Newborns bring joy and hope to our lives and we want to make everything right from the start. One of the first things every parent wishes to know is how to calm a crying baby, but there are also many other challenges to overcome and get used to a life with a newborn. Most babies like to be snuggled up next to you, but holding them in your hands is not always possible, especially when you have some other tasks to finish around the house or take care of other children as well.
Newborn baby carriers are a big benefit to parents and caretakers. These soft padded carriers allow you to snuggle your baby without having your hands tied. There are many different ways to position, fasten and adjust and place your little one in a baby carrier, keeping him or her safe and sound all the time.
Are Baby Carriers Safe for Newborns?
Baby carriers are not a new phenomenon, but in fact, they have been used for centuries in different cultures around the world. Many parents say it’s a practical solution, regardless of your lifestyle, and some choose to carry their infants from the fourth trimester to toddler years.
Until they’re 3 to 6 months old and have good neck and head control, babies should be worn only on the front, facing inward. After that, you can try other positions until you find the perfect one for both of you. Moving your baby to face outwards gives them more stimulation and entertainment at the same time.
How to Choose a Baby Carrier?
These days there are many baby carriers on the market and it can get overwhelming when you need to choose one. But you don’t have to worry much as you can’t necessarily go wrong. You can find a variety of newborn baby carriers that are technically safe, and selecting the best one usually comes down to your budget, lifestyle, body and your baby, of course.
Make sure the carrier is appropriate to their age and weight by checking the manufacturer’s recommendations. In addition to getting a safe baby carrier, it’s crucial to follow all instructions for usage. It’s important to choose a carrier for a baby that allows your baby’s hips and knees to sit in an ergonomic M position to promote healthy development. The carrier should allow your little on to rest in a natural, so-called frog position, with hips and knees bent, knees higher than bum, thighs supported and spine naturally curved.
Also, you may want to look for a carrier for a newborn baby that’s easy to clean, which will make the entire experience more convenient.
How to Use a Baby Carrier?
Once you’ve chosen your baby carrier, it’s time to try it on. Tighten the straps before you put your baby in the carrier and then adjust them until you get a snug, secure fit. With a little practice, you’re most likely to be able to adjust all straps firmly with one hand. Always check that the straps are secure and show no signs of damage and try to make this a habit before putting your baby in each time.
Make sure to wear comfortable shoes that are easy to walk in and look out for uneven surfaces, so you don’t trip. If you’re cooking don’t carry your baby in a front-wearing carrier to avoid any risk of burning and avoid holding hot drinks and food or doing anything else that can be harmful.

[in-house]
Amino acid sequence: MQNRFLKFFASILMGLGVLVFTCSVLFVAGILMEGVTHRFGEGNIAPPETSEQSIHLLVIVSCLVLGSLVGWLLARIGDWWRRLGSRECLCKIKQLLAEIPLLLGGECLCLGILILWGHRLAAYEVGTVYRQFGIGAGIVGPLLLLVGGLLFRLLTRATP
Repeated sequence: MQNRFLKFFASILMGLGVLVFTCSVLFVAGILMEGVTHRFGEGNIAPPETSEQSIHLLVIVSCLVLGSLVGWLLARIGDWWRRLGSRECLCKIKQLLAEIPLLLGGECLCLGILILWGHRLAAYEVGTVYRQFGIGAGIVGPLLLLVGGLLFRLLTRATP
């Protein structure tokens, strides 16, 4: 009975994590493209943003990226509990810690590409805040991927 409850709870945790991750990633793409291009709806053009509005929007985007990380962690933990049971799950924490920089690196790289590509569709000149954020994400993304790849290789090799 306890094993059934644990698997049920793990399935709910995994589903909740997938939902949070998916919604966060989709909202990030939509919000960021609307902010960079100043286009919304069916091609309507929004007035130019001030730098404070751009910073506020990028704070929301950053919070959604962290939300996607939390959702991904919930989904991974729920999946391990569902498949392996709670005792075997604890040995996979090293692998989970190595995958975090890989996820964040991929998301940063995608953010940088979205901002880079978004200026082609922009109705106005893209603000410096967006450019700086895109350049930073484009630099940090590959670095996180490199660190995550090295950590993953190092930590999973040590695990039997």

Holding on to something stable every time you bend down or lean forward while wearing the carrier is a good idea and make sure you support your baby while doing it, even if they’re strapped in. Also, take care when putting on and taking off the carriers as this is when falls are possible.
Benefits of Using a Baby Carrier
Babywearing is a win-win situation. Your baby gets all the cuddles and closeness, while you get both your hands free to get stuff done, work out, take care of their siblings and more.
Breastfeeding your baby in a carrier is possible, though it may take a certain knack and practice. Check manufacturer’s instructions as some may suggest not to breastfeed in their carriers. However, if your carrier allows breastfeeding your baby, make sure you check the baby can breathe easily and there are no trip hazards for you and support your baby all the time.
You can do this in a laidback position or vertically, however, you’ll have to use your hands, but it gives you more freedom to move and frees up one hand to help you get your latch stored. After the feeding is done, remember to change your baby’s position, so their head is facing up and is clear of the carrier and your body.
Alternative to a Stroller
If you’re working with a small space at home or in your car, a baby carrier can be a great alternative to a stroller. And not only at home or when on the road, but anywhere where taking a stroller doesn’t make sense.
A baby carrier can turn into a convenient seat for your baby whenever you’re out to eat or somewhere else where a high chair may not be available.
Allows for Exercise
Babywearing allows you to do some exercises, like walking, low impact aerobics, or else, while keeping your baby warm and close. As they grow up, you replace the baby carrier with a baby bike seat and take them on a bike ride with you until they’re ready for their first bicycle.